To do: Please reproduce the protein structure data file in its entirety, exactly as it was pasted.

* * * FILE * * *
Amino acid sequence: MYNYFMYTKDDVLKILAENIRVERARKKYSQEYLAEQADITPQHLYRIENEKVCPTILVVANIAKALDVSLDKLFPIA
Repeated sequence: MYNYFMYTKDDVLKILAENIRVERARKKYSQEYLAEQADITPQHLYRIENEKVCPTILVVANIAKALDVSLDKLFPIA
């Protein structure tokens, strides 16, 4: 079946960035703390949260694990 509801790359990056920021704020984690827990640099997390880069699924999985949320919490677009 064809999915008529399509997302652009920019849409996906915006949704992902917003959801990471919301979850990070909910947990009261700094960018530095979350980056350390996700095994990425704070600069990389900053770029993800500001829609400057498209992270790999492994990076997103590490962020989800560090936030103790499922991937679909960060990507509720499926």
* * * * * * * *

Amino acid sequence: MYNYFMYTKDDVLKILAENIRVERARKKYSQEYLAEQADITPQHLYRIENEKVCPTILVVANIAKALDVSLDKLFPIA
Repeated sequence: MYNYFMYTKDDVLKILAENIRVERARKKYSQEYLAEQADITPQHLYRIENEKVCPTILVVANIAKALDVSLDKLFPIA
């Protein structure tokens, strides 16, 4: 079946960035703390949260694990 509801790359990056920021704020984690827990640099997390880069699924999985949320919490677009 064809999915008529399509997302652009920019849409996906915006949704992902917003959801990471919301979850990070909910947990009261700094960018530095979350980056350390996700095994990425704070600069990389900053770029993800500001829609400057498209992270790999492994990076997103590490962020989800560090936030103790499922991937679909960060990507509720499926």